Sketching on the iPad

23 Jun 2010 - 5:07pm
4 years ago
7 replies
1800 reads
joelmoney
2010

37Signals just launched their new app. Looks great.

It's called Draft and is strickly for sketching UIs.

http://cl.ly/1SWK

JOEL FISHER Director, User Experience | AOL Advertising P: 410.537.8619 AIM: joelmoney | E-mail: joel.fisher@corp.aol.com 1020 Hull Street | Baltimore, MD | 21230

Comments

23 Jun 2010 - 11:05pm
Andrei Herasimchuk
2004

Autodesk Sketchbook Pro for iPad is only $7.99. Or simply buy a pen and a good Moleskine sketchbook.

-Andrei

On Jun 23, 2010, at 6:48 PM, joelmoney wrote:

> 37Signals just launched their new app. Looks great. > It's called Draft and is strickly for sketching UIs. > > http://cl.ly/1SWK > > >

24 Jun 2010 - 10:59am
Josh Damon Williams
2007

I do a lot of sketching, and I'd be lost without my sketch book. However, recently there have been instances where digital sketching would've been helpful (as opposed to to running laps from paper to scanner to Photoshop, and sometimes back again).

I did some tests with an iPad, a stylus, and a couple apps. Overall Autodesk's Sketchbook Pro seemed like it had the best feature set -- I could do quick sketches, but do more complex things like work with layers, opacity, and colors if needed. It takes some time to get used to the stylus tip, which is necessarily made from a conductive foam and thus soft, rounded, and provides less fine control than a pen, but it still beats finger pads. I haven't picked up my own iPad yet, but if I do the sketching possiblities will definitely be a primary reason. I have qualms around switching from analog to digital, but it's more around aesthetics. (As a DJ and I had the same qualms about switching from vinyl to CDs and MP3s, but the upside to digital formats is darned compelling.)

I found this great Make video that shows a quick and easy way to make your own stylus:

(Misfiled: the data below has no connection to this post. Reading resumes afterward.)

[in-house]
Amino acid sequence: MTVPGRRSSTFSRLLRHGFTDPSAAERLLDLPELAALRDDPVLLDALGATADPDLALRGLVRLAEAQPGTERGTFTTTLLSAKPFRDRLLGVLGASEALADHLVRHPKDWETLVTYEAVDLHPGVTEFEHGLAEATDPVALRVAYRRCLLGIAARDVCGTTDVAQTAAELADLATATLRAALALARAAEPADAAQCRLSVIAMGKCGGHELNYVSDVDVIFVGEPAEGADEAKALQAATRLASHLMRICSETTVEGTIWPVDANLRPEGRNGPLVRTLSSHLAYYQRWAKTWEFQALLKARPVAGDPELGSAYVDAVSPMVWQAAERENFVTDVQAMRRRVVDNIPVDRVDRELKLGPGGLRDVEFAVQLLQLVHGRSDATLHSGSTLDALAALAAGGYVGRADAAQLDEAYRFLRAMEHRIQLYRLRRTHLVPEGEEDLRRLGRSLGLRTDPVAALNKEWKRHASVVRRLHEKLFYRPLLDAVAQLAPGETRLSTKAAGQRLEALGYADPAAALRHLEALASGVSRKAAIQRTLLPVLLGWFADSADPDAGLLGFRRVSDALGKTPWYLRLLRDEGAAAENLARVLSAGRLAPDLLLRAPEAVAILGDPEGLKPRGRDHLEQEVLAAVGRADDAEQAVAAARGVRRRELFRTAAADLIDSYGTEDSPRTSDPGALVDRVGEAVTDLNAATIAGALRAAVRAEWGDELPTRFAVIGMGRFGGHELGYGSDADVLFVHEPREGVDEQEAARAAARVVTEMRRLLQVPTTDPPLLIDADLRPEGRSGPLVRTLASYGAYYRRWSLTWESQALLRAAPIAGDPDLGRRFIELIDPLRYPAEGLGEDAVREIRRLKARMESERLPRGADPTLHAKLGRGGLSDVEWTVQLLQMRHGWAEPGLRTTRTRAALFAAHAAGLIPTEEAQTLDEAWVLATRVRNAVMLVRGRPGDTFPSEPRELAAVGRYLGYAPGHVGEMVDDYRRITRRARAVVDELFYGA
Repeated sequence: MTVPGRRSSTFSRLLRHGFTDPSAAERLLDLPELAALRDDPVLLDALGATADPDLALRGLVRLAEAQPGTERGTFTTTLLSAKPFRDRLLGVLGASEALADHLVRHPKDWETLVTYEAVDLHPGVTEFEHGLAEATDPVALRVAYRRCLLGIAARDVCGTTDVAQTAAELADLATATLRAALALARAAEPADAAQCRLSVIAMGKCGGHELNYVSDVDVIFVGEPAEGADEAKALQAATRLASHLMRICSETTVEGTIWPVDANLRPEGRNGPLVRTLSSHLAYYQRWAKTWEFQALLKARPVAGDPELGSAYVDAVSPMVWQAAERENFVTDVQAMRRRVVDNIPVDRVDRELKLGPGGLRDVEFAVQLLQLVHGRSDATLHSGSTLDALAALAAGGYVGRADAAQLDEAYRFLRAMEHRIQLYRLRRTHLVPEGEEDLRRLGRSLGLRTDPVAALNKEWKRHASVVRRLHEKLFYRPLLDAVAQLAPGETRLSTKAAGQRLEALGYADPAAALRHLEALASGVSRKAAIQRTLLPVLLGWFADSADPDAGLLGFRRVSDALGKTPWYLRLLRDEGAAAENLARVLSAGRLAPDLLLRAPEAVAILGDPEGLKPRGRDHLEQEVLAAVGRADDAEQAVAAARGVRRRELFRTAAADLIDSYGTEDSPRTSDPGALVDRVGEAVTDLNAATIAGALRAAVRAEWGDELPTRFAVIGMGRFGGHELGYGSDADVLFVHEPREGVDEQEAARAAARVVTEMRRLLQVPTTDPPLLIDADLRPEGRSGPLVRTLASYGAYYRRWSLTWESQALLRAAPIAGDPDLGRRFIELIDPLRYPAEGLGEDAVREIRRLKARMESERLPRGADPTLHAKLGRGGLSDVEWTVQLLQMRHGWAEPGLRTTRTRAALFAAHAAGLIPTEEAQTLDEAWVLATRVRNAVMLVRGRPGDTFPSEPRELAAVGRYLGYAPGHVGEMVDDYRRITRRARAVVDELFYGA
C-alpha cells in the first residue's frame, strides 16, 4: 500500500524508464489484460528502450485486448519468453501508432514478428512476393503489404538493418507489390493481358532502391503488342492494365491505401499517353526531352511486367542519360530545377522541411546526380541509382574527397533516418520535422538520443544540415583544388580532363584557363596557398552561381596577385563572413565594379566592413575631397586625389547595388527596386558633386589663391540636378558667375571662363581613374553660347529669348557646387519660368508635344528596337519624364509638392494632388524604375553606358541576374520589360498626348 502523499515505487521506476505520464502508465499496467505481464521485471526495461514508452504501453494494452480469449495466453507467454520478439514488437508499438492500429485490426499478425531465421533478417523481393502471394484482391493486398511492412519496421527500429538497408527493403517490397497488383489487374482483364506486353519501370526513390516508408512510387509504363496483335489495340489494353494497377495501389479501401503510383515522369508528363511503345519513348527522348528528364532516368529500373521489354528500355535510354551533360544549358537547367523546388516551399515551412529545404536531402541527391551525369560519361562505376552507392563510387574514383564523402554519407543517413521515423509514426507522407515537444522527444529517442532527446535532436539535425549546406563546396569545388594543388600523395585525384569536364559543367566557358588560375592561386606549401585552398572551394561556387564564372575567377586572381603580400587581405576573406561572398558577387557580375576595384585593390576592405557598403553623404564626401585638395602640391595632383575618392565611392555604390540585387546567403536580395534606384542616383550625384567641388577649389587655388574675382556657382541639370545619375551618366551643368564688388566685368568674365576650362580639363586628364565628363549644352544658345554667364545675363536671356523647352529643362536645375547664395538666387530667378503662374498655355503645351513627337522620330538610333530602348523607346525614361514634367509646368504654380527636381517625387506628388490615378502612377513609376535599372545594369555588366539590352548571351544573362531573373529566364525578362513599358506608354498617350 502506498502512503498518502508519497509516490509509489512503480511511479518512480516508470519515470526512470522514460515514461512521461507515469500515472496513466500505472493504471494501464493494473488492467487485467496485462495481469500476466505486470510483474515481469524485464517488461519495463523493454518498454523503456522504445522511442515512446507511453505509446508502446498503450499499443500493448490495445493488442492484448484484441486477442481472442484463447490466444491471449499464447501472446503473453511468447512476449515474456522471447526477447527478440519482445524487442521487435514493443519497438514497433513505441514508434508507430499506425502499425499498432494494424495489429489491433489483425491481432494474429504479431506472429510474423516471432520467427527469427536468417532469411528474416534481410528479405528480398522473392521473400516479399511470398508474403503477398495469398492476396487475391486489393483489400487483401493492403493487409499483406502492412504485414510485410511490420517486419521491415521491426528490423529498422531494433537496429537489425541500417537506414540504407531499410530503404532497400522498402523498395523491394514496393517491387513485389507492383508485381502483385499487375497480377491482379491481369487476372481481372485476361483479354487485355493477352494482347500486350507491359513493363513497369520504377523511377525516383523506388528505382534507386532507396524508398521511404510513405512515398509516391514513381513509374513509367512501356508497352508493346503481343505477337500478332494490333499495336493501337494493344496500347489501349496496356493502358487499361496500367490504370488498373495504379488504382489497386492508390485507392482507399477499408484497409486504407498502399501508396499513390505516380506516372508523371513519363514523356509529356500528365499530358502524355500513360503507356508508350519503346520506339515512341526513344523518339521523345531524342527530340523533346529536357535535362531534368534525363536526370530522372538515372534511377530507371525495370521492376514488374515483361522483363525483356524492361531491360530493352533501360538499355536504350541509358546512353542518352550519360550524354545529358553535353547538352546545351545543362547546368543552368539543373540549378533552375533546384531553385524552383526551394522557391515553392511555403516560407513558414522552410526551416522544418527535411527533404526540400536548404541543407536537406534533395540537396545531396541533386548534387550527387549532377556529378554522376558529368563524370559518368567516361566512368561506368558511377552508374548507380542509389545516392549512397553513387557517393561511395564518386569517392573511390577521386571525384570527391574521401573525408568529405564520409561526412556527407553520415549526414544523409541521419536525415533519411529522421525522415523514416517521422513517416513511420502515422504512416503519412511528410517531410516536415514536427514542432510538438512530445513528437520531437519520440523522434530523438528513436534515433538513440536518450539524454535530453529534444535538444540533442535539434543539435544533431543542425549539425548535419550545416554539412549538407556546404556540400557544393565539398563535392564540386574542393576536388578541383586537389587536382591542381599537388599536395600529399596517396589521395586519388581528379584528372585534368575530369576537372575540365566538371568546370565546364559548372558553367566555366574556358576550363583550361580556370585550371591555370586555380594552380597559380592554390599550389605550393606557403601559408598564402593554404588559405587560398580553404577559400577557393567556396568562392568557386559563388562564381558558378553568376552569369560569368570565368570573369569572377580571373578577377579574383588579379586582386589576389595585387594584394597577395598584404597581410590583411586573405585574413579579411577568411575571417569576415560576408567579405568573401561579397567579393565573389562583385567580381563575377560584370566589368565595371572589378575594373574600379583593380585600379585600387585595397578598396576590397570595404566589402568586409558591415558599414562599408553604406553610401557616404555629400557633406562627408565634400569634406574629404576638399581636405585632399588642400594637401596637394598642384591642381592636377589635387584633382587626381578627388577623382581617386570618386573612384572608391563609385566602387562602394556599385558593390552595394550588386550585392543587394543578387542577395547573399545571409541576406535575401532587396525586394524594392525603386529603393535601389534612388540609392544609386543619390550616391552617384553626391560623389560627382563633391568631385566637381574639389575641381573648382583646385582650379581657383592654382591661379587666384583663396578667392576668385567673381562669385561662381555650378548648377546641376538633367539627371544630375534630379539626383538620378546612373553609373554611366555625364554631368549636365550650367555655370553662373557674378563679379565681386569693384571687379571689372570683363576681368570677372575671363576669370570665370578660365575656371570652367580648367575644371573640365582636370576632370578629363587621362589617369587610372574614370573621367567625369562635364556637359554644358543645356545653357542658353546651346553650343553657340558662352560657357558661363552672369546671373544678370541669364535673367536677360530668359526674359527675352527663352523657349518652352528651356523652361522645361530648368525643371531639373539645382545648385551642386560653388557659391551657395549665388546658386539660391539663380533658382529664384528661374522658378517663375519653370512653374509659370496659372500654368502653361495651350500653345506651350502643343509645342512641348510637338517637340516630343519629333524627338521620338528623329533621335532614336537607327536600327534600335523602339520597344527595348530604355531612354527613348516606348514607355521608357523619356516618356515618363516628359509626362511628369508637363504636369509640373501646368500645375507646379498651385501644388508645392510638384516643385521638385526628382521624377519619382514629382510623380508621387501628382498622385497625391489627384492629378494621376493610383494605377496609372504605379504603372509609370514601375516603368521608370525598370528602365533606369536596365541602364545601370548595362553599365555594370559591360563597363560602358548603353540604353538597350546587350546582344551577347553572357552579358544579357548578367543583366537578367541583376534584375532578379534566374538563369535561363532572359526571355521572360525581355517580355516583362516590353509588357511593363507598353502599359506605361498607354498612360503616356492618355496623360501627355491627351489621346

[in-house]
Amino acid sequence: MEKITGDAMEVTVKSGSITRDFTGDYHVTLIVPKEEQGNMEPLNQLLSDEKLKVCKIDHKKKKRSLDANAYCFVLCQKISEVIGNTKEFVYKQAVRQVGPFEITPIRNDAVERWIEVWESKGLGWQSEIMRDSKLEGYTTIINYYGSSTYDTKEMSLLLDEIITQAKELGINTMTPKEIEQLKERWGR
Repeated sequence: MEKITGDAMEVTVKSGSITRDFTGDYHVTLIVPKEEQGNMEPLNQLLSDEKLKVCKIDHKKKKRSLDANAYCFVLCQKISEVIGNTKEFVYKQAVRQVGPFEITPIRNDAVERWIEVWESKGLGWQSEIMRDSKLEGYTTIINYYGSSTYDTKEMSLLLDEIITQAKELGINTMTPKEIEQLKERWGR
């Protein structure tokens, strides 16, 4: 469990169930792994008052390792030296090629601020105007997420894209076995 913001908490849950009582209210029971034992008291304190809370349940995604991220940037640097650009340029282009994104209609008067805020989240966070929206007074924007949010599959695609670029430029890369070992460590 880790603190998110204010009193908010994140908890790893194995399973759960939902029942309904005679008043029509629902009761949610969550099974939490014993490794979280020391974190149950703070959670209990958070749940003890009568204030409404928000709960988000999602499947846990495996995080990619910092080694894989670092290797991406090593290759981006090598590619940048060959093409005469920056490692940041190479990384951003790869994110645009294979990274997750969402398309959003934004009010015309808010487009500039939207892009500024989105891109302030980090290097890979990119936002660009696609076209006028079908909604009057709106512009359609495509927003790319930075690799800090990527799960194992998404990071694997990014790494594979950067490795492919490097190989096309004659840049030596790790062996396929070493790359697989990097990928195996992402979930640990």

http://www.youtube.com/watch?v=4YE8rGuLCtU

24 Jun 2010 - 4:05pm
mtumi
2004

Penultimate is another nice app ($2.99), and you can similarly send pdfs right from the app. line weight varies w speed and it's very responsive. It i funny to me that they sell both a 2 color limitation and a lack of line weight variation as features for this app. And charge $9.99 for it.

Cojones.

Michael

On Jun 24, 2010, at 12:43 AM, Andrei wrote:

> Autodesk Sketchbook Pro for iPad is only $7.99. Or simply buy a pen and a good Moleskine sketchbook. > > -Andrei > > On Jun 23, 2010, at 6:48 PM, joelmoney wrote: > > > 37Signals just launched their new app. Looks great. > > It's called Draft and is strickly for sketching UIs. > > > > http://cl.ly/1SWK > > > > > > > >

24 Jun 2010 - 8:05pm
elvenmuse
2010

Why not any "traditional" sketchbook for that matter?

> Autodesk Sketchbook Pro for iPad is only $7.99. Or simply buy a pen and a > good Moleskine sketchbook. > > -Andrei > > On Jun 23, 2010, at 6:48 PM, joelmoney wrote: > > > 37Signals just launched their new app. Looks great. > > It's called Draft and is strickly for sketching UIs. > > > > http://cl.ly/1SWK > > > > > > > >

24 Jun 2010 - 12:36pm
penguinstorm
2005

Draft isn't strictly for sketching UIs, although that's what they're using it for. It integrates with their Campfire service.

25 Jun 2010 - 2:08am
Bjoern Hartmann
2008

I tested two sketching applications (Adobe Ideas, Alias Sketchbook Pro) on the iPad with both finger and capacitive stylus input.

The biggest problem in my tests was that none of the apps had any provisions for palm rejection: when your palm or wrist comes in contact with the surface, any contact point is interpreted as a drawing or gesture command. This requires you to hover your hand in the air above the surface.  I like to rest my hand on the page while drawing and writing; until this is possible, drawing on the iPad is of limited practical use to me; features like colors, stroke smoothing or brushes are less critical.

-Bjoern

25 Jun 2010 - 7:06am
joelmoney
2010

Penultimate has a toggle for this called Wrist protection.

Also Autodesk Sketchbook Pro is now on sale for 3.99. So worth that. Great interface and saves psd docs.

Sent from my iPhone

On Jun 25, 2010, at 4:13 AM, "Bjoern Hartmann" wrote:

> I tested two sketching applications (Adobe Ideas, Alias Sketchbook Pro) on the iPad with both finger and capacitive stylus input. > > The biggest problem in my tests was that none of the apps had any provisions for palm rejection: when your palm or wrist comes in contact with the surface, any contact point is interpreted as a drawing or gesture command. This requires you to hover your hand in the air above the surface. I like to rest my hand on the page while drawing and writing; until this is possible, drawing on the iPad is of limited practical use to me; features like colors, stroke smoothing or brushes are less critical. > > -Bjoern > > (

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